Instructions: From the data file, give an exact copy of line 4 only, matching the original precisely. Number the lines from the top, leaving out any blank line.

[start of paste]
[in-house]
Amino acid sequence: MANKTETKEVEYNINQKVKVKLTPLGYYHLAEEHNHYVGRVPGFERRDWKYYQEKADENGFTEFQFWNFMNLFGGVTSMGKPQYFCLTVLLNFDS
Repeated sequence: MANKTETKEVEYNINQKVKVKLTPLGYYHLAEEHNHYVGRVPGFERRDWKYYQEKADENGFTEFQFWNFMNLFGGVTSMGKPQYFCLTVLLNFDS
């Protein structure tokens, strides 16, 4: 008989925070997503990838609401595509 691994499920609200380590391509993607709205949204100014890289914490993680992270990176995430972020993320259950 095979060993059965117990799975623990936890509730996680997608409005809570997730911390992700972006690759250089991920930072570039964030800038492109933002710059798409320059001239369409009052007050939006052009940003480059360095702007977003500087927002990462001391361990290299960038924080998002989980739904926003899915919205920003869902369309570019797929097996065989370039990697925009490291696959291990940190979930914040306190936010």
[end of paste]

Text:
């Protein structure tokens, strides 16, 4: 008989925070997503990838609401595509 691994499920609200380590391509993607709205949204100014890289914490993680992270990176995430972020993320259950 095979060993059965117990799975623990936890509730996680997608409005809570997730911390992700972006690759250089991920930072570039964030800038492109933002710059798409320059001239369409009052007050939006052009940003480059360095702007977003500087927002990462001391361990290299960038924080998002989980739904926003899915919205920003869902369309570019797929097996065989370039990697925009490291696959291990940190979930914040306190936010």